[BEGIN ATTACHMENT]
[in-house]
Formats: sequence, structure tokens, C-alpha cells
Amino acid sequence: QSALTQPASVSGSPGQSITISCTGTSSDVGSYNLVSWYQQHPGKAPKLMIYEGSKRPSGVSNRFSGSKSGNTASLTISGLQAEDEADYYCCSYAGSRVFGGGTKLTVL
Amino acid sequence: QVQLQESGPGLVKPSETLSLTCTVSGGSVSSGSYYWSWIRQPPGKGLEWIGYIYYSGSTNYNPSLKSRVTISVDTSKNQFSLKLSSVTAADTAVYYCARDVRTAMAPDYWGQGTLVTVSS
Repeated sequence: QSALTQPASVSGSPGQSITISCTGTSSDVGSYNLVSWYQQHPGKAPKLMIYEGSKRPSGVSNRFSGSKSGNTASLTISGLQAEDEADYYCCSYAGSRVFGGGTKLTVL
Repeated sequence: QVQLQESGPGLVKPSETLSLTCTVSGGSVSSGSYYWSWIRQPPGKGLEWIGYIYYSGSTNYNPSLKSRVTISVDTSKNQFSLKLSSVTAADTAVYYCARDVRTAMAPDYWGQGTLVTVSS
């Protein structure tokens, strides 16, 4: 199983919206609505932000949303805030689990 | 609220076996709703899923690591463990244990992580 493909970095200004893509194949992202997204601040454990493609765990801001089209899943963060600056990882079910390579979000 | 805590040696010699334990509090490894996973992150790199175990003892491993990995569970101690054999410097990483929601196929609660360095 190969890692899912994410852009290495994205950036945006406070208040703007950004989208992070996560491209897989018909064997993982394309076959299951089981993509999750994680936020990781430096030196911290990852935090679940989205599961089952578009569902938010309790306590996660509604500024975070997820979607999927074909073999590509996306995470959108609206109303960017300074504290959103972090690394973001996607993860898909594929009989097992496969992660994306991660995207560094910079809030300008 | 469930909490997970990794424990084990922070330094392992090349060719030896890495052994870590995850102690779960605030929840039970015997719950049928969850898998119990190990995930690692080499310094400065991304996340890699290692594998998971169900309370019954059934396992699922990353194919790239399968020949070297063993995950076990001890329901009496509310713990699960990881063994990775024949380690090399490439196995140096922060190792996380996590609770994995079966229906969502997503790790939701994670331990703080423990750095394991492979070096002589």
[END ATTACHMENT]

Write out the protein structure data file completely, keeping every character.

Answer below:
[in-house]
Formats: sequence, structure tokens, C-alpha cells
Amino acid sequence: QSALTQPASVSGSPGQSITISCTGTSSDVGSYNLVSWYQQHPGKAPKLMIYEGSKRPSGVSNRFSGSKSGNTASLTISGLQAEDEADYYCCSYAGSRVFGGGTKLTVL
Amino acid sequence: QVQLQESGPGLVKPSETLSLTCTVSGGSVSSGSYYWSWIRQPPGKGLEWIGYIYYSGSTNYNPSLKSRVTISVDTSKNQFSLKLSSVTAADTAVYYCARDVRTAMAPDYWGQGTLVTVSS
Repeated sequence: QSALTQPASVSGSPGQSITISCTGTSSDVGSYNLVSWYQQHPGKAPKLMIYEGSKRPSGVSNRFSGSKSGNTASLTISGLQAEDEADYYCCSYAGSRVFGGGTKLTVL
Repeated sequence: QVQLQESGPGLVKPSETLSLTCTVSGGSVSSGSYYWSWIRQPPGKGLEWIGYIYYSGSTNYNPSLKSRVTISVDTSKNQFSLKLSSVTAADTAVYYCARDVRTAMAPDYWGQGTLVTVSS
């Protein structure tokens, strides 16, 4: 199983919206609505932000949303805030689990 | 609220076996709703899923690591463990244990992580 493909970095200004893509194949992202997204601040454990493609765990801001089209899943963060600056990882079910390579979000 | 805590040696010699334990509090490894996973992150790199175990003892491993990995569970101690054999410097990483929601196929609660360095 190969890692899912994410852009290495994205950036945006406070208040703007950004989208992070996560491209897989018909064997993982394309076959299951089981993509999750994680936020990781430096030196911290990852935090679940989205599961089952578009569902938010309790306590996660509604500024975070997820979607999927074909073999590509996306995470959108609206109303960017300074504290959103972090690394973001996607993860898909594929009989097992496969992660994306991660995207560094910079809030300008 | 469930909490997970990794424990084990922070330094392992090349060719030896890495052994870590995850102690779960605030929840039970015997719950049928969850898998119990190990995930690692080499310094400065991304996340890699290692594998998971169900309370019954059934396992699922990353194919790239399968020949070297063993995950076990001890329901009496509310713990699960990881063994990775024949380690090399490439196995140096922060190792996380996590609770994995079966229906969502997503790790939701994670331990703080423990750095394991492979070096002589």